Corporal punishment is a controversial environmental factor that may be related to risk for violence. Certainly in its extreme form, abuse, there is evidence to suggest that it increases the risk of delinquency. Efforts to improve parenting and to reduce child abuse often focus on alternative disciplinary strategies. Other environmental risk factors for adolescents include peer pressure, the crack cocaine epidemic, and policing practices.
Child neglect and abuse
Child abuse and neglect are general terms used to encompass many harmful behaviours towards children. Verbal, emotional, and sexual abuse are included, as well as failure to meet a child’s needs and outright physical violence. Child sexual abuse is most often considered separately, yet each state has its own definition and guidelines for protective custody.
Because child abuse has been a reportable crime for many years, better statistics are available. An annual 50-state survey estimated 2 million reports of child abuse and neglect in 1986. Over the decade of the eighties, the number of reports increased by 184 per cent (Daro and Mitchel 1987). The number of child sexual abuse reports increased dramatically as well, a 12-fold increase within the decade. It is obvious that researchers have the same problem in documenting both child abuse and child sexual abuse as they do in documenting other forms of violence: unreliable data sources, under-reporting by victims, inconsistent definitions, and failure to recognize an event as precipitated by violence.
With child abuse, reporting biases work in both directions to inflate or deflate the numbers. Episodes of child abuse occurring in families of middle class and professional parents are less likely to be reported, even with mandatory reporting laws, which will diminish the prevalence estimates. Yet greater awareness and sensitivity to child abuse, and the advent of mandatory reporting, no doubt increase the numbers. There is a struggle among child health and human service professionals to determine the way to maintain mandatory reporting and improve the effectiveness of the state protective services. An over-reliance on foster care without adequate attention to family preservation seems to have been the rule in the past.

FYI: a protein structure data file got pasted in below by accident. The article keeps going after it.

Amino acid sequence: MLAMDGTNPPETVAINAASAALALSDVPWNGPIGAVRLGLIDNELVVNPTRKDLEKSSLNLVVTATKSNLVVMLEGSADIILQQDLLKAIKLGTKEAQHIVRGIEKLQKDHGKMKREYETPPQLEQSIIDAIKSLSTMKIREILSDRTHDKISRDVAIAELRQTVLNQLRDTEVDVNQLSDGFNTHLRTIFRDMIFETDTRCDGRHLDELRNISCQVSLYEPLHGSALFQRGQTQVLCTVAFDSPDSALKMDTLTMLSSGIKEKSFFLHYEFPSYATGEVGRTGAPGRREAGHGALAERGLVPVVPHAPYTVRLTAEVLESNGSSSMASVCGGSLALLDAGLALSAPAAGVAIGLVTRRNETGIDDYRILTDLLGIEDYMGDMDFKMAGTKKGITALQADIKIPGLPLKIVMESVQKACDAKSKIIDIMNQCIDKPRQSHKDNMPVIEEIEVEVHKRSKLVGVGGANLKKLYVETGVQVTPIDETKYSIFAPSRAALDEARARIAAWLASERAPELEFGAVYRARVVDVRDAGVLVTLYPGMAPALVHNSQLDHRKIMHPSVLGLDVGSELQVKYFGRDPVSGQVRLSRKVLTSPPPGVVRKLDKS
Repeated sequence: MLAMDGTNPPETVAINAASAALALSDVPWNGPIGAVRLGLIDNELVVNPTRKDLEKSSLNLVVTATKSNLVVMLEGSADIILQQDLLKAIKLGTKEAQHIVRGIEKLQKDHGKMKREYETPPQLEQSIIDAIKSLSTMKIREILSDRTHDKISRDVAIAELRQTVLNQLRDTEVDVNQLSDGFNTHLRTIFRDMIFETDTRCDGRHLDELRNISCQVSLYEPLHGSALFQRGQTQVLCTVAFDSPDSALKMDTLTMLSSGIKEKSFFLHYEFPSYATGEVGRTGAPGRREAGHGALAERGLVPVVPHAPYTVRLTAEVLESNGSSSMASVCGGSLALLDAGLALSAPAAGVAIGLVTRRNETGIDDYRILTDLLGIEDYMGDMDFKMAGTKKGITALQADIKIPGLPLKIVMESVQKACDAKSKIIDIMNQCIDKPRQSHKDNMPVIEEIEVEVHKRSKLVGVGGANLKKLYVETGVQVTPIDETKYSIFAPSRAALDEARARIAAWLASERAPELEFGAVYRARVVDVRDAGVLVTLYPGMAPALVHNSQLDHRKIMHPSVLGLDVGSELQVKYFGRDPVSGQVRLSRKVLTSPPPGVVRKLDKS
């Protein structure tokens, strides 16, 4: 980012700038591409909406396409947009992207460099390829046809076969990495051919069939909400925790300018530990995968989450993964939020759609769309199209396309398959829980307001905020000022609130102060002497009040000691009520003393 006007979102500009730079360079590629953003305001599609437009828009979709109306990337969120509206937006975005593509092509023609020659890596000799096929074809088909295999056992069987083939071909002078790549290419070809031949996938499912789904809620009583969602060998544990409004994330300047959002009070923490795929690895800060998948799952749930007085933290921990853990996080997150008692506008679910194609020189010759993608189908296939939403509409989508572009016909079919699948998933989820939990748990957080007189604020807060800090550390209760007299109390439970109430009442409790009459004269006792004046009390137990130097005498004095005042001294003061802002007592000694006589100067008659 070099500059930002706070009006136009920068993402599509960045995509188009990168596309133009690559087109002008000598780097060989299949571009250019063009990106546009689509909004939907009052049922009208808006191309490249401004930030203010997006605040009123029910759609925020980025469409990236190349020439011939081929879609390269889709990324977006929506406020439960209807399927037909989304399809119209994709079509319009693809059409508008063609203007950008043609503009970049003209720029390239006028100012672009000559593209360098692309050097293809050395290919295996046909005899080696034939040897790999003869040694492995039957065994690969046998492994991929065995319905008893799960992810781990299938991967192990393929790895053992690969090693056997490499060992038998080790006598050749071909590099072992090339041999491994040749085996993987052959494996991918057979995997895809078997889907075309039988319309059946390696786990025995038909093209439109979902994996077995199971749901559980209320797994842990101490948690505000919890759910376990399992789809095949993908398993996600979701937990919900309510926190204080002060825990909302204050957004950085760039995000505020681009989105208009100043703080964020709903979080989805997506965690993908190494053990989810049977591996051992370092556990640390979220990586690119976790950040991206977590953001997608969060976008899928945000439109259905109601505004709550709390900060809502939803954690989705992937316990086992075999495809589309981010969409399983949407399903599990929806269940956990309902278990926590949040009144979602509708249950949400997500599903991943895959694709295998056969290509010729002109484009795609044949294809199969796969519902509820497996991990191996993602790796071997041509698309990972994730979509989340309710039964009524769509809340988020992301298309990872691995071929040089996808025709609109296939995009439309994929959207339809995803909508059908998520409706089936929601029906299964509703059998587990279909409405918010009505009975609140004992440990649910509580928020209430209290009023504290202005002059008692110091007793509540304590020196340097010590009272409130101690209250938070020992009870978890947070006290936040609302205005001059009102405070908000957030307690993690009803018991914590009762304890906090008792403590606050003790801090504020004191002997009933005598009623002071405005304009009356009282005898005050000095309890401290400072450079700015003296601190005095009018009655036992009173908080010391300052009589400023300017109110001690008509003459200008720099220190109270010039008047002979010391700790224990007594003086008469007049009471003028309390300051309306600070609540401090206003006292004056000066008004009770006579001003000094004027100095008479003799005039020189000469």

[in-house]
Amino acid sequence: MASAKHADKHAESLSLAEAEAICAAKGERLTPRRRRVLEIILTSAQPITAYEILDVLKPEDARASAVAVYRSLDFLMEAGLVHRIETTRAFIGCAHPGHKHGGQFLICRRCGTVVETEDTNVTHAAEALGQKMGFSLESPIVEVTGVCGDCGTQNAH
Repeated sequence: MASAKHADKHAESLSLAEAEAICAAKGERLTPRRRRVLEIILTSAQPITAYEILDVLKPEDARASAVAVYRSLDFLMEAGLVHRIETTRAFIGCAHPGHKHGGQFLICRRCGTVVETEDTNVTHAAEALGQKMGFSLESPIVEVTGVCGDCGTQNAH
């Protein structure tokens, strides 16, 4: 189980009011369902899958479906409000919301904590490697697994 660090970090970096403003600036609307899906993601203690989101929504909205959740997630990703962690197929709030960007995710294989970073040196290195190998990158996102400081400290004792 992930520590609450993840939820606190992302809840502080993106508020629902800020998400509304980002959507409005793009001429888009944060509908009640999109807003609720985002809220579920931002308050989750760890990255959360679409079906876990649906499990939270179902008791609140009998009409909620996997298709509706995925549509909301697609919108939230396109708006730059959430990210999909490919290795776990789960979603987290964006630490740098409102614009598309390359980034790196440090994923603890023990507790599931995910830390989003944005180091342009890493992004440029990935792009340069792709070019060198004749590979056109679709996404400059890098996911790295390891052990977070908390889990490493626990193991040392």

The cycle of violence
The relationship between child abuse, neglect, and witnessing violence to adolescent and adult violence has been demonstrated in several studies. Existing studies suggest that there is a greater likelihood of abuse by parents if they were abused as children. Estimates of the percentage of abusive parents who were abused as children range from 7 per cent (Gil 1973) to 70 per cent (Egeland and Jacobvitz 1984). Among adults who were abused, up to one-third abuse their children (Straus and Gelles 1990).
A retrospective look at violent juvenile delinquents compared with non-violent juvenile delinquents showed a significantly higher rate of physical child abuse. Both interviews with the delinquents and medical chart reviews yielded evidence of greater victimization, skull fractures, emergency trauma visits, and other physical injuries.
A cohort study of abused or neglected children demonstrated a greater risk for delinquency, adult criminal behaviour, and violent criminal behaviour, even though the majority of such children do not demonstrate these behaviours. The abused children had a number of offences and began delinquent behaviour at earlier ages, regardless of race and gender (Widom 1989).